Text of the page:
Specific phobias are severe fears of a specific situation or object like a fear of heights or a fear of spiders. The level of fear for people who have specific phobias are far stronger than those appropriate for the situation or object and may lead to an avoidance of everyday, common situations.
Generalized anxiety disorder (GAD) is characterized by extreme, unrealistic worries, tension, or dread often without a known stimulus. This worrying lasts at least six months, impairs the ability to concentrate, and makes living daily life challenging.
Fortunately, while anxiety disorders can lead to tremendous challenges in a person’s life, they are eminently treatable disorders. With proper care and therapies, children, teens, adults, and older adults who have anxiety disorders are able to lead productive, happy lives.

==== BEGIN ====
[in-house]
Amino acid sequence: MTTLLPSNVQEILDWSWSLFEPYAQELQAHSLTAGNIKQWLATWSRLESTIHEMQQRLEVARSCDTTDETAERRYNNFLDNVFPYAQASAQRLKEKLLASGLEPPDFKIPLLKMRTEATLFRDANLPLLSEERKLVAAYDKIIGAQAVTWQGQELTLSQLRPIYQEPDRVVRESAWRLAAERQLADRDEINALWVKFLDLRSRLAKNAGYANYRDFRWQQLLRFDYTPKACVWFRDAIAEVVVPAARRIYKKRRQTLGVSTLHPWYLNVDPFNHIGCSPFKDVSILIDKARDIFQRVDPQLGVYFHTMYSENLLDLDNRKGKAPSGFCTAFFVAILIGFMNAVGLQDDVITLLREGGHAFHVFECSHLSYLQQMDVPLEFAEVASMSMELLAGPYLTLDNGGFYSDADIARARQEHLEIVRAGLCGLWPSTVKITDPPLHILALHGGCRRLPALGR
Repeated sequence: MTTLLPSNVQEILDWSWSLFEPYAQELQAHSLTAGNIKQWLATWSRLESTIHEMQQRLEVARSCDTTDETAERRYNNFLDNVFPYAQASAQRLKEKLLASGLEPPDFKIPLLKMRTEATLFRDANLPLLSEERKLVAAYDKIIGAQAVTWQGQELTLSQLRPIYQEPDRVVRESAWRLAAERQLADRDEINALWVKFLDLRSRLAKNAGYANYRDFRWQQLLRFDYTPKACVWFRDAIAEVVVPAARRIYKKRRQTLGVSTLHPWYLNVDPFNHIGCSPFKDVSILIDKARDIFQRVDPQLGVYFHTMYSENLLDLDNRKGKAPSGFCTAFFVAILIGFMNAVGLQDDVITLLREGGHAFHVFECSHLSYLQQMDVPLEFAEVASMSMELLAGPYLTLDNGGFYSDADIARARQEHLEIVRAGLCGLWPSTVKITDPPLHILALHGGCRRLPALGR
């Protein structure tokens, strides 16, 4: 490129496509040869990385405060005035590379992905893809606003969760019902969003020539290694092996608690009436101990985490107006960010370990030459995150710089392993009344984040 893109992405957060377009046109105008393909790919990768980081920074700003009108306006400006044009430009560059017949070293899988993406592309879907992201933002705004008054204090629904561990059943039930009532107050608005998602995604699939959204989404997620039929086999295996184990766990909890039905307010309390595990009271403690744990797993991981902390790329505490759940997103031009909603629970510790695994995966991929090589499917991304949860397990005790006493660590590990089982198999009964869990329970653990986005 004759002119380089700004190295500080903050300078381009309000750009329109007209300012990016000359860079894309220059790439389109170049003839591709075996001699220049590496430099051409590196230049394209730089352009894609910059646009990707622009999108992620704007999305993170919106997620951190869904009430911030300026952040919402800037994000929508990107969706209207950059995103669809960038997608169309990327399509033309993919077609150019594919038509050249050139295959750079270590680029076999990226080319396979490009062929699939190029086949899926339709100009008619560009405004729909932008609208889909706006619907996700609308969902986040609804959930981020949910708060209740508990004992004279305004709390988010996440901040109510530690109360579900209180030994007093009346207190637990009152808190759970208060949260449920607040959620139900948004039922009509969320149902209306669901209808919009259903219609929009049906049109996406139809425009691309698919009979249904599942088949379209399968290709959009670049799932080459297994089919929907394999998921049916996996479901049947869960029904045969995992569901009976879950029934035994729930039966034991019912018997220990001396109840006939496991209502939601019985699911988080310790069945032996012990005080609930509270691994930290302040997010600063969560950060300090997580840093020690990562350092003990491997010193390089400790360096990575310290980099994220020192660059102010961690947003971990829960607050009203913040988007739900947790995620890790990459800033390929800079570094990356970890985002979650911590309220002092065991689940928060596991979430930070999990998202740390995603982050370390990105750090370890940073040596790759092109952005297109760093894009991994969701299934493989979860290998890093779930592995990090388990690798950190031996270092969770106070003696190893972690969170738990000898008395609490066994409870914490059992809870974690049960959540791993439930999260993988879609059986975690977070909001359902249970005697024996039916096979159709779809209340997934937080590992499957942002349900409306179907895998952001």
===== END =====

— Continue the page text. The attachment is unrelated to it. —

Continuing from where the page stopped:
Anxiety disorders are the most common mental health disorders in the United States. About 20% of the U.S. population is affected by anxiety disorders at any given time; meaning that 40 million adults in the U.S. experience preventable feelings of fearfulness, worry, and stress. Reports indicate that about 8% of teens between the ages of 13 to 18 have an anxiety disorder with symptoms commonly appearing around the age of 6.
Causes and Risk Factors for Anxiety
Researchers tend to agree that anxiety disorders are not the result of a single risk factor or cause; rather it is a combination of environmental, genetic, and physical risk factors working in tandem to cause the disorder. The most commonly cited causes and risk factors for anxiety disorders include: